Although the makeup of the Moon's surface had been debated since the dawn of Mankind, the need to understand the lunar surface commanded greater attention as humans began to journey to from the Earth to the Moon.
The debate about the lunar surface raged right up until Armstrong and Aldrin landed on the Sea of Tranquility on July 20th, 1969. There were many scientists, including Thomas Gold, who claimed that the lunar module (LM) might disappear into the deep dust of the lunar regolith. Unmanned probes, such as Surveyor and Luna, landed on the Moon prior to Man's arrival to test and determine the strength of surface soil. Unmanned probes provide a limited amount of information based upon their landing location, mobility and experiments carried on their mission. There was a need to continue to gather of information on the mechanics of the lunar soil even after men had landed on the Moon.
NASA requested proposals from scientists for lunar soil experiments. One such experiment dealt with directly with the question on the weight bearing characteristics of the lunar regolith. The name of the experiment was the "Self Recording Penetrometer."
The penetrometer is the device with the cylinder on top at the far left of the LRV tool rack as shown below in the Apollo 15 photograph of the lunar rover.
As shown in the Apollo 15 EVA training photograph below, the objective of the Self-Recording Penetrometer was to provide quantitative data on soil penetration resistance as a function of depth below the lunar surface.
The Self Recording Penetrometer (SRP) consists of the reference pad assembly that rests on the surface, the upper housing assembly that contains the recording drum, and the shaft that joins them and is used for the penetration. The data was recorded on a drum on the upper end of the instrument. The moonwalkers would then disconnect the drum and return it to Earth. The principle investigator (PI) would review the data. The resulting study was published in the mission preliminary science report approximately six month after the mission's completion.
The Self-Recording Penetrometer was used on both the Apollo 15 and the Apollo 16 lunar missions. While there were no still photographs taken when the tool was in actual use on either mission, both missions LRVs camera caught Irwin and Duke using the tool during their EVAs on the lunar surface.
The video still shown here is of Charlie Duke performing the penetrometer plate experiment on test site 7 at Station 10 during EVA 2.
Art has captured a still portrait of a moonwalker using the penetrometer. In the painting below entitled "Charlie Duke, Soil Scientist-Maximum Push," Alan Bean recorded Charlie Duke using the SRP at Station 10 during the final EVA .
As shown below, the SRP take probes of various shapes and sizes and uses them to determine how deep they could penetrate into the lunar surface. One of the probes, highlighted in yellow, is the penetrometer plate probe. At one by five inches, the penetrometer plate was the largest probe used in the SRP system. While the other probes were used for penetration, the plate was used to determine soil compression. During it's use on the Moon's surface, the moonwalkers used the plate to compare compressibility between virgin and trodden areas.
Recently, I was able to procure the Self Recording Penetrometer plate that Charlie Duke used on the lunar surface during Apollo 16. The photograph below shows the plate used at Station 10 at the Descartes Highland. The scale cube accompanying the plate is one inch cubed.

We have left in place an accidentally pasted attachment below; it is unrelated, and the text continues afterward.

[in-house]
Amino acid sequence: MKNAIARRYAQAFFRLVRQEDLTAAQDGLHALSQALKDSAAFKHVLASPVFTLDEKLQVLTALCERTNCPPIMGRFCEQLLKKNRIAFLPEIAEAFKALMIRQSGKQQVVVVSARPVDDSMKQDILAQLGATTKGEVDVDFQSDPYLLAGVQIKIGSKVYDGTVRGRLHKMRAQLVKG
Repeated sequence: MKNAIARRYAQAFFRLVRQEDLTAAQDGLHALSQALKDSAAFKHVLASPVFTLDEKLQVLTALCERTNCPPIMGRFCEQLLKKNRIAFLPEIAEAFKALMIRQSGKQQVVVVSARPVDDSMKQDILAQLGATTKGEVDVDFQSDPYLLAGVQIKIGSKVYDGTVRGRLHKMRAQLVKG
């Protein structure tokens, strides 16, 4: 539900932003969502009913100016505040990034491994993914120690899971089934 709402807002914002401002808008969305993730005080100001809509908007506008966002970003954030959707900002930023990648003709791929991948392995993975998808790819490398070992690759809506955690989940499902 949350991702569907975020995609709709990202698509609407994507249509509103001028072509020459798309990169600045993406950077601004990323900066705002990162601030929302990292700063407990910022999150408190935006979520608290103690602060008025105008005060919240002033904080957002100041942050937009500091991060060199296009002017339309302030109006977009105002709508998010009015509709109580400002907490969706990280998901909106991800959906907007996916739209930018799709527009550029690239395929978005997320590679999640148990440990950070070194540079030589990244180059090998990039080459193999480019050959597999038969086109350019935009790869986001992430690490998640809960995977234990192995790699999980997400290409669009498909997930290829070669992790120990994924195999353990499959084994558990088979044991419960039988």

The plate also appears in the "Apollo Stowage Lists" within the "Apollo 16, Mission J-2 CM-113 and LM-11" section under the title of "LM Earth Launch Stowage List." The part, highlighted in yellow on the page below, is labeled "Large Base Assy" and is shown on page 73 with the rest of the Self Recording Penetrometer equipment. The part was stored in Quad Three of the lower bay within the LM descent stage during liftoff from Earth and would not unstowed until Young and Duke were working on the surface of the Moon.
The page shown below is Page 19 of Charlie Duke's cuff checklist that he wore on his spacesuit during his EVA. The page is a map that provides a short hand menu of all the tasks that were to be performed at Station 10 during the second EVA. The sections of the map that are highlighted in yellow are where the penetrometer plate was used and the map key that described the plate symbol.
In November of 1972, NASA released the initial lunar experiment results in the "Apollo 16 Preliminary Science Report." In the two pages listed below, NASA scientists reviewed the results of the Self Recording Penetrometer tests performed by Charlie Duke at Station 10. The yellow highlighted area at the bottom of the page provides the penetration results achieved with the plate.
In both attempts with the 1 x 5 inch (2.54 x 12.7 cm) plate attached, the probe penetrated between two and four inches into the lunar surface.
In April of 2008, Charlie Duke posed with the penetrometer plate that he carried back from the lunar surface.
The plate is one of the few remaining tools used out on the lunar surface during the Apollo era as such it represents Man's continuing quest for knowledge of the worlds around us.
It is now mated with an original painting of Charlie Duke leaning onto the Self Recording Penetrometer into the lunar soil. The artist is an English painter by the name of Gavin Mundy.
I perserved the penetrometer plate in a shadow box frame with museum glass for protection.
There is a brass plaque affixed to the frame that identifies the Penetrometer Plate as part of an experiment performed on the Moon.